Remote Sensing of Permafrost by Ground-Penetrating Radar at Two Airports in Arctic Canada


  • A.S. Judge
  • C.M. Tucker
  • J.A. Pilon
  • B.J. Moorman



Airports, Climate change, Design and construction, Effects monitoring, Frozen ground, Ground ice, Permafrost, Permafrost surveys, Remote sensing, Satellite photography, Spatial distribution, Stratigraphy, Thawing, Inuvik region, N.W.T., Rankin Inlet (Hamlet) region, Nunavut


Over a cycle of seasons, ground-penetrating radar studies were carried out at Inuvik and Rankin Inlet, Northwest Territories. The two airports are part of the Forward Operating Location (FOL) program of the Department of National Defence and have been slated for significant upgrading of runways, taxiways and parking aprons. This provided a good opportunity to investigate the extent of permafrost and its seasonal variation at two locations distributed over a wide geographic area. The study method involved specific and repeated traverses with a Pulse EKKO III ground-penetrating radar unit. The survey was successful in locating massive ice bodies, imaging several existing problem areas beneath runways and mapping the seasonal depth of thaw in permafrost. The study results imply that future monitoring at FOL sites should be continued in light of suggested ground stability problems due to global warming.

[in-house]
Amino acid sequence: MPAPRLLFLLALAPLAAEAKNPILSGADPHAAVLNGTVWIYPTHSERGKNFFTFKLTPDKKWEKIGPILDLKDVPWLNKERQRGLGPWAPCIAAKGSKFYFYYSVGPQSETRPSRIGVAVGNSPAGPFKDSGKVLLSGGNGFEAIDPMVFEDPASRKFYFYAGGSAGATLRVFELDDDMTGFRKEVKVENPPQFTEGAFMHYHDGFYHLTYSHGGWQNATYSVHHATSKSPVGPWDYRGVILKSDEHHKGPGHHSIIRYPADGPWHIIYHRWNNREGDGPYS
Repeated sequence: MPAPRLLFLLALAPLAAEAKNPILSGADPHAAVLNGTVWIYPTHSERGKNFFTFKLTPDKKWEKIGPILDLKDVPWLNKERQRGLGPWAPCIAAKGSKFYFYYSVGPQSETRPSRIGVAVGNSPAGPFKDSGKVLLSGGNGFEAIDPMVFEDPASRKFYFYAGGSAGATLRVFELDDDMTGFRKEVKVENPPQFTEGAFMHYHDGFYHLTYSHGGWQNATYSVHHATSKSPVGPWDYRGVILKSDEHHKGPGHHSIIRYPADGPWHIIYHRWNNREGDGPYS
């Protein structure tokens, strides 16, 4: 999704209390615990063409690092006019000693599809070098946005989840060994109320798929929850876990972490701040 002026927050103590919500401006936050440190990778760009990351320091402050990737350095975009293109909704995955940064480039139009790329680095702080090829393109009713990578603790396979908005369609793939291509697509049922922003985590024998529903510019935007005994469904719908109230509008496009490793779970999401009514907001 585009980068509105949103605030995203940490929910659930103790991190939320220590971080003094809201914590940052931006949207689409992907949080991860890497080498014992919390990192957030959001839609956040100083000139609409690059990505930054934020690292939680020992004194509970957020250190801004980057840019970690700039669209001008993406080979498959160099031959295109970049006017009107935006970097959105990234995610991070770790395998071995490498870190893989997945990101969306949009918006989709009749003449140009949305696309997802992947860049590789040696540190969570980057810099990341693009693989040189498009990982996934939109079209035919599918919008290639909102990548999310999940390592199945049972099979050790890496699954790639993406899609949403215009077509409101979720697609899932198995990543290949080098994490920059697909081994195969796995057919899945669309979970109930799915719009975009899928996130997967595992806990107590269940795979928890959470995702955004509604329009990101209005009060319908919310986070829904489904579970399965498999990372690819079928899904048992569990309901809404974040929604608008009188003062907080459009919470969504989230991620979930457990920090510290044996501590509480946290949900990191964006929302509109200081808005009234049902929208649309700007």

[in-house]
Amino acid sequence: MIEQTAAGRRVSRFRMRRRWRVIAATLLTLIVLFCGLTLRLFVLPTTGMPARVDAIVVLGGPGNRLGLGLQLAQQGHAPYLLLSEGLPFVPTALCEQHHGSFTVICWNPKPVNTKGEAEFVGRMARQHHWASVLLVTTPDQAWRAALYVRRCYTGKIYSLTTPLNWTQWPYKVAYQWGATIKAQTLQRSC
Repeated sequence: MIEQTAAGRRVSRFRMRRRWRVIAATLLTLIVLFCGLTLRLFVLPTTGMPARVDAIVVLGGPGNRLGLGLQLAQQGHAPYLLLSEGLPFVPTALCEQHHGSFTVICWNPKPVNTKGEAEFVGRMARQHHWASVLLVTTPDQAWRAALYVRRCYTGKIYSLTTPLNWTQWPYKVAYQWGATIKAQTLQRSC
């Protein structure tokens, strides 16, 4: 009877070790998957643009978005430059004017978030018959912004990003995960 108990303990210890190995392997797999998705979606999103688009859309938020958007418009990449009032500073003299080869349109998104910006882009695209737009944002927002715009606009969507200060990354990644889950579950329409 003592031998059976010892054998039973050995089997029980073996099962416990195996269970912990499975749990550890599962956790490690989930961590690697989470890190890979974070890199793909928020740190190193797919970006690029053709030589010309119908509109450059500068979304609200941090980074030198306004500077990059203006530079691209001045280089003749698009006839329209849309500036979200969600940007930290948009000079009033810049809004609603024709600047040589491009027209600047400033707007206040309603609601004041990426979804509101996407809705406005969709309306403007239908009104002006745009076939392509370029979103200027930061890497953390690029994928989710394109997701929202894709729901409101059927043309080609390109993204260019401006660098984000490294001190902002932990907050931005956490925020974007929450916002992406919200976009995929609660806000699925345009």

Key words: Canadian Arctic, ground-penetrating radar, permafrost, global warming,  airport, Forward Operating Location